Some would argue that it's unacceptable to exit() in case of an "out of memory" error occurring in a library function. I would invite them to tell me how to actually recover in those situations, because I doubt many "well-designed" applications do so.

That said, many libraries indeed have the courtesy of telling the caller that they can't complete their task, rather than killing the process. For a language like C (which lacks support for sum types and exceptions), I'm currently undecided between a few approaches, but I'd always make sure that the caller can distinguish between success and failure by a simple inspection of the return value.

The easiest approach would be to change the return value of bubblesort to a library-specific enum of error codes, which includes exactly one 'success' value (in C libraries, the common value would be 0) and at least one 'generic failure' value. If you want your users to be able to distinguish between failure reasons, just add more reason to the enum.

Once you have done this, you can also explicitly signal for other error conditions (arr == 0, size == 0), if you consider them errors.

Note: for some pet projects, I used to just return a bool, where true would mean success. Since I realised that this runs counter to the UNIX tradition of "zero means success", I no longer use that in public APIs.

Swapping

By introducing a memswap function

void memswap(void *restrict left, void *restrict right, size_t length);

we can move a lot of logic out of bubblesort itself. This also means we would move the malloc and free to it, which seems like a bad idea for a function in the inner loop.

But don't worry: you can implement memswap in any way you like. For instance, memswap could swap the data between aaaa and bbbb byte-by-byte:

void memswap(
    void *restrict left,
    void *restrict right,
    size_t length
) {
    char *left2 = (char *)left;
    char *right2 = (char *)right;

    for (size_t cursor = 0; cursor < length; cursor++) {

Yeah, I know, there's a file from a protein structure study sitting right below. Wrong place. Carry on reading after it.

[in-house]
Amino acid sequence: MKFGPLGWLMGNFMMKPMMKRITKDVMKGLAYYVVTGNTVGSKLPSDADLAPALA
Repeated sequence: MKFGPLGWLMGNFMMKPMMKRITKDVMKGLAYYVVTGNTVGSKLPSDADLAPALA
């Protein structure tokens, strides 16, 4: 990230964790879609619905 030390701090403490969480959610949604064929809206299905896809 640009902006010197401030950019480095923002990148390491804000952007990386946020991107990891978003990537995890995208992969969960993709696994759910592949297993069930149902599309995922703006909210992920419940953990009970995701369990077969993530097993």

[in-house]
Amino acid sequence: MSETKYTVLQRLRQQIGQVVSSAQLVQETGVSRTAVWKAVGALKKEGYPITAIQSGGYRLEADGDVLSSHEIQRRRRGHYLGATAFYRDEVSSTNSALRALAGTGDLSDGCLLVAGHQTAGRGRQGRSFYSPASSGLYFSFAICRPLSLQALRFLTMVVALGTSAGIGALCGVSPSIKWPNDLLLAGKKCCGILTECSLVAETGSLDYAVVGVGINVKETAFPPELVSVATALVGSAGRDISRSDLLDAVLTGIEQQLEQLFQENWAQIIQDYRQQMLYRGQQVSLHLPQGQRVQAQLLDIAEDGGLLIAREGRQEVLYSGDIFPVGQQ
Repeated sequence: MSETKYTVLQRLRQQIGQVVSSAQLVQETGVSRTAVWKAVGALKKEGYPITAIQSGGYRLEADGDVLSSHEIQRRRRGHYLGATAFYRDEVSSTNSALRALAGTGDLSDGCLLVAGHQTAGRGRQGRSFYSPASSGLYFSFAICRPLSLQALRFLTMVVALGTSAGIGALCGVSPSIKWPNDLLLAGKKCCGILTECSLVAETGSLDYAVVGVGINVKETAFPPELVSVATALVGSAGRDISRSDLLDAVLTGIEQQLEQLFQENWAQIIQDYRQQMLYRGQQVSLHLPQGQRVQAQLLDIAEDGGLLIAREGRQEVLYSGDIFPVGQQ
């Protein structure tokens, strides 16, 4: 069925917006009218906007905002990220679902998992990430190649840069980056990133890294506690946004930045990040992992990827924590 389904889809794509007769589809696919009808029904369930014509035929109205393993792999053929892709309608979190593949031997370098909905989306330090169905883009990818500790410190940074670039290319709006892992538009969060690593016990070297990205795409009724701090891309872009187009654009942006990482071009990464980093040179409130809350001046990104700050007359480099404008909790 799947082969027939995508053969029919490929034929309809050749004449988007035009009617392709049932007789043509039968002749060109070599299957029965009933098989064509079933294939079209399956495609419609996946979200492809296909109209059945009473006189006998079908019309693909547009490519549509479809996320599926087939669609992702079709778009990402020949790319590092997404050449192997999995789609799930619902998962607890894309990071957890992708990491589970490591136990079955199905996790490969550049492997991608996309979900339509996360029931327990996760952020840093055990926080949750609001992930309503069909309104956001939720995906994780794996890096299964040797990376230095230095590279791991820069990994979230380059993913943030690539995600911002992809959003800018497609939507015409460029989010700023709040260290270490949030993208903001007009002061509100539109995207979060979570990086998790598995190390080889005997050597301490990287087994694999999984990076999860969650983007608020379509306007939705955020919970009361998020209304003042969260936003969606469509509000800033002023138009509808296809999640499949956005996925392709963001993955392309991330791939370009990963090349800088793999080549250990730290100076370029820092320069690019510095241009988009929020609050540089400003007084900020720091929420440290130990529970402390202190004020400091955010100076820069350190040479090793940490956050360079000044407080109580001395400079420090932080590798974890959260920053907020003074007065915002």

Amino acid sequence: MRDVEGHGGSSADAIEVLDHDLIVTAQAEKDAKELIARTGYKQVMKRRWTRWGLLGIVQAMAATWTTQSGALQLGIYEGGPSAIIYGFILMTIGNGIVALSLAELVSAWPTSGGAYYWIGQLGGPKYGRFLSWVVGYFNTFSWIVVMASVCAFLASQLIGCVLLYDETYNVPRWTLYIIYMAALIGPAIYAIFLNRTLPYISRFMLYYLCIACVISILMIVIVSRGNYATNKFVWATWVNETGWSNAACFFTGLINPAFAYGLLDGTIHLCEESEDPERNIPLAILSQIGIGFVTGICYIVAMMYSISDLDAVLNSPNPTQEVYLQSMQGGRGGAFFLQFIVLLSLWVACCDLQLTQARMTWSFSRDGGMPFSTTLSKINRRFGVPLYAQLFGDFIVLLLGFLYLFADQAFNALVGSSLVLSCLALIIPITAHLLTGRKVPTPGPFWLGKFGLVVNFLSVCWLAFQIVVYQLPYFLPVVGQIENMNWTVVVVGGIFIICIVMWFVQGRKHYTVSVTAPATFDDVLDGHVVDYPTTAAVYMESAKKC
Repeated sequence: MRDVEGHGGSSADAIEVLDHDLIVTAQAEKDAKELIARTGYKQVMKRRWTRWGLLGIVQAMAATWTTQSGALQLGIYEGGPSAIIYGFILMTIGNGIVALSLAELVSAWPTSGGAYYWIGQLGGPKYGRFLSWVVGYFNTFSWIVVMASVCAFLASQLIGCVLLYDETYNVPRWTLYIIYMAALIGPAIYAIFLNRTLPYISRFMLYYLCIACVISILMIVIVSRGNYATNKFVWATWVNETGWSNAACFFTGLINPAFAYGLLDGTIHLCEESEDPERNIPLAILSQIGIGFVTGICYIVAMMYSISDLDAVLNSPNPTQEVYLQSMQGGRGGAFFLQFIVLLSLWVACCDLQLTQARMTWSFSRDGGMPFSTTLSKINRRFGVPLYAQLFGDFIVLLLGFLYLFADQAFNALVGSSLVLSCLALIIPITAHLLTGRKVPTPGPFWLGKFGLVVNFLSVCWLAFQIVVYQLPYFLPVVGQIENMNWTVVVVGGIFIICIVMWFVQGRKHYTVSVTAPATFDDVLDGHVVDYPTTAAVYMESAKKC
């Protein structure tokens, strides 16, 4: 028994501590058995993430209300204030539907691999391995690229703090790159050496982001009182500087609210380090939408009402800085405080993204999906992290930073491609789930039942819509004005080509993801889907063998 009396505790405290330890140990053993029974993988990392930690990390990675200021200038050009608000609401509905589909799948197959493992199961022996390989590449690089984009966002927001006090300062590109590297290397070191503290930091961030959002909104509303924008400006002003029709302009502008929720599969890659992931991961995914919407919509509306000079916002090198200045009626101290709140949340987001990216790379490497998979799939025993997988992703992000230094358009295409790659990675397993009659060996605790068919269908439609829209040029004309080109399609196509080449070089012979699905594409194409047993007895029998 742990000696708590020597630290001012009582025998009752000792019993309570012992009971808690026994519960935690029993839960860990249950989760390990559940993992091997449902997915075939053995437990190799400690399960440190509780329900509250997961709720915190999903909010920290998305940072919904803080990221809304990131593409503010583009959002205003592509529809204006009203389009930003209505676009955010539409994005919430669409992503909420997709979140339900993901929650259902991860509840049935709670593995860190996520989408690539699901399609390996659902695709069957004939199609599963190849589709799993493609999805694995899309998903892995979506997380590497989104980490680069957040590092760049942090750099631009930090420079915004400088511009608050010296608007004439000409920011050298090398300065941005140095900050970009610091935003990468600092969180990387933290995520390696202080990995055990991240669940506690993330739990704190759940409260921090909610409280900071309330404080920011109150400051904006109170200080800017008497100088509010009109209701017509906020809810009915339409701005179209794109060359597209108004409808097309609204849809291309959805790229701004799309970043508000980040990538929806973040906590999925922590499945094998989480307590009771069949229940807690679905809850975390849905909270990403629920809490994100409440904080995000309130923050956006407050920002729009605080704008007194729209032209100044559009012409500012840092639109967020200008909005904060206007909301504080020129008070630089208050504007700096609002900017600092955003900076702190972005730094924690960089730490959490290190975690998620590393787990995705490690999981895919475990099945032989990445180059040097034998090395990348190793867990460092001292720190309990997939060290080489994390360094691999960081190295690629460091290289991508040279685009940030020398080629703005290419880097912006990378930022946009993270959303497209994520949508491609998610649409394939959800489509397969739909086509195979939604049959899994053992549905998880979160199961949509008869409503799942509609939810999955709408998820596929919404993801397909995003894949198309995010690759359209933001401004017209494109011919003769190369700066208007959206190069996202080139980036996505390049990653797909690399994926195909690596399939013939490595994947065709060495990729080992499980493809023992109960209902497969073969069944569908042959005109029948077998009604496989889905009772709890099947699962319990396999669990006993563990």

char tmp = left2[cursor];
        right2[cursor] = left2[cursor];
        left2[cursor] = tmp;
    }
}

Now that you have no more malloc, you won't have to deal with the possibility of it returning a null pointer.

Of course, a robust memswap would not ever cause any UB (which could imply exit()), so you should add some checks for null pointers here. Whether that's an error condition, or that it causes memswap to do nothing is up to you as a library designer. The same goes for the check that left and right don't overlap.

Other functional remarks

  • You forgot a trailing newline in your error message.
  • Checking for the cases num == 0 or num == 1 is an attempt at optimisation (right?). I wouldn't do this, unless a benchmark shows that clients of the library are getting significant poor performance because of it (but then it might be a better idea to figure out why these calls are made to begin with).
  • In the line

    right = (char *) arr + num * size;
    

    you should definitely protect yourself against a potential integer overflow in num * size.

Stylistic remarks

  • Don't cast malloc's return value.
  • I assume that this isn't all code, but I want to clarify that the structure of files matters. My specific remark here would be that I always make a forward declaration to the functions I define.
  • Positive conditions, even when negated, are easier to understand than negative ones. For instance, the condition in

    if (arr != NULL && size > 0 && num > 1) {
    

    takes me more time to understand than

    if (!(arr == NULL || size == 0 || num <= 1)) {
    
  • In terms of code real estate, vertical size is cheaper than horizontal size. With that, I mean that I think a failure check like

    if (!(arr == NULL || size == 0 || num <= 1)) {
    

    is more readable (and more VCS-friendly ;)) when it's split into multiple blocks, or that the clauses in the condition at least get their own line. Yes, your code grows in length, but I'd prefer boring-looking code that's obvious over "elegant" short code that takes effort to get through (and I say that as a Haskell user).

  • As of C99, 0 is the (canonical) null pointer constant (meaning that when you convert a constant integer expression with value 0 to a pointer, you get a null pointer; the actual "address" of that null pointer is implementation-defined, though). NULL is still valid, but I wouldn't use it.
  • const char *arr is confusing, as you know for a fact that you will modify arr. Just use char *arr, avoiding pointer casts later on.
  • The comments around the swap are not particularily helpful. I prefer many functions and named constants over comments and magic.
  • You could turn either loop into a for loop, but I recommend to keep this as a while here. The for-notation only helps readability when it concerns a single iterator, and has no performance benefit over while.
  • Thank you for using EXIT_SUCCESS and EXIT_FAILURE :)

Putting it together (without memswap itself)

enum your_library_status_code {
    your_library_success = 0,
    your_library_failure = 1,
};

/**
 * Bubblesort algorithm. Compatible with any data type.
 * @param base A void pointer to the array's first element.